I HEART Dan and Lindsay, two very dear friends whom I’ve known since we were wee little kids at Gustavus Adolphus College. They are featured here today because Dan and Lindsay represent the best type of adoptive parents – parents who are willing to engage “the tough stuff” said by adoptees. We could all learn a thing or two from them.
Land of Gazillion Adoptees: Would you mind sharing why you decided to go through the adoption process?
Lindsay: I see things like this. The world is incredibly over-populated. Thousands of kids around the world need safe, loving homes. I want a big, crazy family. I can’t, in good human and earthly steward conscience, make a bunch of brand new babies with all those kids waiting. Dan and I have created two boys, adopted one, and hope to adopt at least one more child in the future.
Dan: No, not at all. I was raised in a family with very conservative values, but I learned a very liberal definition of the word “family.” Even at a young age, I came to see that a definition of “family” as “those linked by marriage vows and shared genetic code” was socially exclusive and incongruent with reality. As I grew older, I recognized that there were (and are) a significant number of children that need families. While dating in college, Lindsay and I discussed adoption, discovering that we had each given serious consideration to it. A few years later, after Owen was born, we started the adoption process. We felt that we could offer a healthy and supportive family, and we wanted to share what we had.
Land of Gazillion Adoptees: You’ve been a part of the adoption community for some time now as an adoptive family. What has surprised you the most?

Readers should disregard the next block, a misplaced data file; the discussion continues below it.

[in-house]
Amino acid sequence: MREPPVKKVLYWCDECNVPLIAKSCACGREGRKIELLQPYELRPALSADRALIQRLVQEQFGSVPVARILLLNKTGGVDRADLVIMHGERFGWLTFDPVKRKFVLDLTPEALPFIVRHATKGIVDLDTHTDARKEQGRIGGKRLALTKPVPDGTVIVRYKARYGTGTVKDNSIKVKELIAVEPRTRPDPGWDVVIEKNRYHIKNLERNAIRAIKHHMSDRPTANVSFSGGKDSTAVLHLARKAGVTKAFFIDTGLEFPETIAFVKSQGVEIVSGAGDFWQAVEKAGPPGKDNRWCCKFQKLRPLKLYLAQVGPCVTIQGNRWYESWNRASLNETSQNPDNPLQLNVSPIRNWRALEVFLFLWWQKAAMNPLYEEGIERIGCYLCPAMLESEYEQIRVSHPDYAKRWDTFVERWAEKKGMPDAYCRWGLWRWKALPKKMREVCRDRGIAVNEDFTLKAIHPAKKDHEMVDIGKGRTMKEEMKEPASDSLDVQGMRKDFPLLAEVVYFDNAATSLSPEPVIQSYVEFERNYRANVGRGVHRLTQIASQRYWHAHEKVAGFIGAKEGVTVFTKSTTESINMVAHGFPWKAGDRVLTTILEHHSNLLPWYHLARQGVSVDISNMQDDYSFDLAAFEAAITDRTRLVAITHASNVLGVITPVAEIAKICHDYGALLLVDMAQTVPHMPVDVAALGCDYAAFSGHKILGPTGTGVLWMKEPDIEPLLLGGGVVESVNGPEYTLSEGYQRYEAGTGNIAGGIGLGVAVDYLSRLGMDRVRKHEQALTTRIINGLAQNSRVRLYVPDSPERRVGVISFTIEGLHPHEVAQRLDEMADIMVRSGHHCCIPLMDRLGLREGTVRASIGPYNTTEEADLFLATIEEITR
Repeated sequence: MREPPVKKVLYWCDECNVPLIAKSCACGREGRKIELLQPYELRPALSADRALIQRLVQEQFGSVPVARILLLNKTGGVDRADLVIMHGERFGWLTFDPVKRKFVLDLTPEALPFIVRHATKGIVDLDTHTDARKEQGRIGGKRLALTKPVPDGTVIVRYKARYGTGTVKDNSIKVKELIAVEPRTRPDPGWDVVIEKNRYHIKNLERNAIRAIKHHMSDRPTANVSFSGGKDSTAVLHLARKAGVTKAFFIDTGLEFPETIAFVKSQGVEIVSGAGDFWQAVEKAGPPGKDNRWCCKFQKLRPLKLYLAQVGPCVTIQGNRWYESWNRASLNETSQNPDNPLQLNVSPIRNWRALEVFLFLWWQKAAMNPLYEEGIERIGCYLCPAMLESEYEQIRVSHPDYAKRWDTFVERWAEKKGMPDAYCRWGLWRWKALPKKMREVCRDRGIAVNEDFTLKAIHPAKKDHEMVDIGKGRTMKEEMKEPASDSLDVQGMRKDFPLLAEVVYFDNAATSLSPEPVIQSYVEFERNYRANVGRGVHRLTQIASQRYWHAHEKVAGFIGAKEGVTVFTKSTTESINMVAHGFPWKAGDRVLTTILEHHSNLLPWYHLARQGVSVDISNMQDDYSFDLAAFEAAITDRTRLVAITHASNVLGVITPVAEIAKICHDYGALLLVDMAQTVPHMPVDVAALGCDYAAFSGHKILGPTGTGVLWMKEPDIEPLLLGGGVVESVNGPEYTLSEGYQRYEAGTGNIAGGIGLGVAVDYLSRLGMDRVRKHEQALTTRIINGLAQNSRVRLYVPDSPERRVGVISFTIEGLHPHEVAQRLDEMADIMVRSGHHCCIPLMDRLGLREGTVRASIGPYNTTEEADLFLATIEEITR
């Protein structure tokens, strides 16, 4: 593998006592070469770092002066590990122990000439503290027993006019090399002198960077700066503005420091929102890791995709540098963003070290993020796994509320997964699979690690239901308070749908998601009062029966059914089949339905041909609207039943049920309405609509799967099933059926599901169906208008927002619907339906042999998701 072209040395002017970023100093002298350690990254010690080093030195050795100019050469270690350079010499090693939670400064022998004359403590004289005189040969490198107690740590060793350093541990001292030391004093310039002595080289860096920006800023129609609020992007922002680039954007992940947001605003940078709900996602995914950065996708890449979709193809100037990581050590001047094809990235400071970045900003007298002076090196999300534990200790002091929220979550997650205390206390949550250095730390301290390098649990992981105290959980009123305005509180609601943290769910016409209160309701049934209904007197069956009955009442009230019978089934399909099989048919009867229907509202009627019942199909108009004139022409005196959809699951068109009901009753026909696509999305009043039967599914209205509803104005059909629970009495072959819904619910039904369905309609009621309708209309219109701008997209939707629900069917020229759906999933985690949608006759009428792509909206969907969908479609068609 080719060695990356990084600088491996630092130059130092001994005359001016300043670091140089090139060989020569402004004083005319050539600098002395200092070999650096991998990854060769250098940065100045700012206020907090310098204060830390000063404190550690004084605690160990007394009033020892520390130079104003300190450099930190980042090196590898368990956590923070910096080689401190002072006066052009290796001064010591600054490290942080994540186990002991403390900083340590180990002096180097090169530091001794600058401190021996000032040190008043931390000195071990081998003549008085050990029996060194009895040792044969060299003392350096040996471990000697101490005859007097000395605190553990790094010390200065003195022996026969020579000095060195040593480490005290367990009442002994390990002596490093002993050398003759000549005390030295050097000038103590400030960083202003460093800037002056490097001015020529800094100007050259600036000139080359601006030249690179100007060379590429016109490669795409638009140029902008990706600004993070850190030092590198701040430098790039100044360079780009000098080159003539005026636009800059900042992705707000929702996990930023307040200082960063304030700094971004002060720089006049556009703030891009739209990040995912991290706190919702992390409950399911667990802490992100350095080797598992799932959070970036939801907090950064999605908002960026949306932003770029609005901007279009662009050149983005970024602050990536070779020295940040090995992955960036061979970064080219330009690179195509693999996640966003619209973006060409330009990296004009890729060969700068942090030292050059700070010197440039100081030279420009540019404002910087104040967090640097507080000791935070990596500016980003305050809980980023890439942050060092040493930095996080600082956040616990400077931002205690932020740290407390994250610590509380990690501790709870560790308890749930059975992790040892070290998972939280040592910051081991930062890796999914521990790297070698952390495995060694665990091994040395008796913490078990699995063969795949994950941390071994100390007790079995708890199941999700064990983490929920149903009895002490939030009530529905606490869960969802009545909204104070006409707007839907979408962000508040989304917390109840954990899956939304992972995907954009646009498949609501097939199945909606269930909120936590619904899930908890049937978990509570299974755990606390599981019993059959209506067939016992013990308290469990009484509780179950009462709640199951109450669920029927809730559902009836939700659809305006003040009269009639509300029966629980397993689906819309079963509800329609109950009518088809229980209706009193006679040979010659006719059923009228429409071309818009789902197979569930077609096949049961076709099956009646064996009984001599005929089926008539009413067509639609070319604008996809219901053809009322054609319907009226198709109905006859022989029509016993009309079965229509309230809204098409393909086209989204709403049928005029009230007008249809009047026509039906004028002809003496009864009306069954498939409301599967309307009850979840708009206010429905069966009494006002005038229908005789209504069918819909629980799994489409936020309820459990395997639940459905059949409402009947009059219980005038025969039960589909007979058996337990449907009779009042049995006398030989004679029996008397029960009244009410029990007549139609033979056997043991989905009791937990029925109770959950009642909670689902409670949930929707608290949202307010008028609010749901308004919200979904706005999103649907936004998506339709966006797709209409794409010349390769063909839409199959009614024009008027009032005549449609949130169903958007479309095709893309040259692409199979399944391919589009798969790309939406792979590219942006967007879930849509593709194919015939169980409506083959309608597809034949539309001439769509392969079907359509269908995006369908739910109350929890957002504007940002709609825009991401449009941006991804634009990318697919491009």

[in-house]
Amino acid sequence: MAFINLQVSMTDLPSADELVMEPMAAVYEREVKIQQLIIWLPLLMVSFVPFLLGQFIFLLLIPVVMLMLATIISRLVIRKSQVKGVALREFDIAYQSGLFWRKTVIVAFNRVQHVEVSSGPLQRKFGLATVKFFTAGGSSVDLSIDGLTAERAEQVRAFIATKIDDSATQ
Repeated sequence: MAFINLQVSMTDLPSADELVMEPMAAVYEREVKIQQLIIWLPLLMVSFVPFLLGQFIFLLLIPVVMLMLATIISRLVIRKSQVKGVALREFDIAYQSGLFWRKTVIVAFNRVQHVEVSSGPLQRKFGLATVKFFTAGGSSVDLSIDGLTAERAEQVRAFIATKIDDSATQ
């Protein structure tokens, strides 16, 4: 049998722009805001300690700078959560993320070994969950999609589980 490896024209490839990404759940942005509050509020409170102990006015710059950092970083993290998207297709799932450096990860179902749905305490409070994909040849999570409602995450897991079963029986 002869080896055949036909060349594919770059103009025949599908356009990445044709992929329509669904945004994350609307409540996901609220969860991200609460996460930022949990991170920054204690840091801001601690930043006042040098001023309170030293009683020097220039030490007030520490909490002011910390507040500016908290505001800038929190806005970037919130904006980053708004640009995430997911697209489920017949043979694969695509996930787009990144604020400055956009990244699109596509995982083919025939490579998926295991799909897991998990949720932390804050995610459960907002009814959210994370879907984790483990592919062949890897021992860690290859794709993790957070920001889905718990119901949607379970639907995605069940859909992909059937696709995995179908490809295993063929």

Lindsay: People’s attitudes and reactions to our story, as well as the assumptions people make before they know us, continue to surprise me. We’re not a typical, cookie cutter family and it seems to draw attention. I actually like it when people ask questions; I prefer the open, honest inquiries to the stares and whispers. That way, when someone says, “Are all your kids from the same dad?” I can (once I manage the pick my jaw up off the floor from such a blatant, personal question) take that opportunity to set that person straight. And if someone says, “Isn’t it expensive to adopt?” I can have an interesting discussion about the adoption industry.
Now, I want to clarify that I’m not one of those AP’s who, in said discussions, tells everyone that adoption is “such a blessing” and “God’s will” and all that (which is one attitude toward adoption that continues to surprise me!). I openly tell people that I think it sucks that such an industry has to exist. Babies should stay with their natural mothers. If those natural mothers are not capable, for whatever reason, of caring for those children, extended family members should step up and help that momma out. But that’s not the world we live in. We live in a messed up world where thousands of kids are growing up without stability, consistency, or love. And that’s not okay. So, I tell people that it sucks that my son’s first mother doesn’t get to be a part of his life. I hate what happened to him. It’s no blessing and no higher power’s will that he had to come halfway across the world to find stability, consistency, and love. It’s heartbreaking.
Dan: I was surprised at how hard it is to be a part of the adoption community while living up north. I knew that we’d be at a disadvantage with respect to Korean cultural experiences, but I think I overestimated the power of the internet. (And I thought for SURE that even Duluth would have a Korean restaurant…)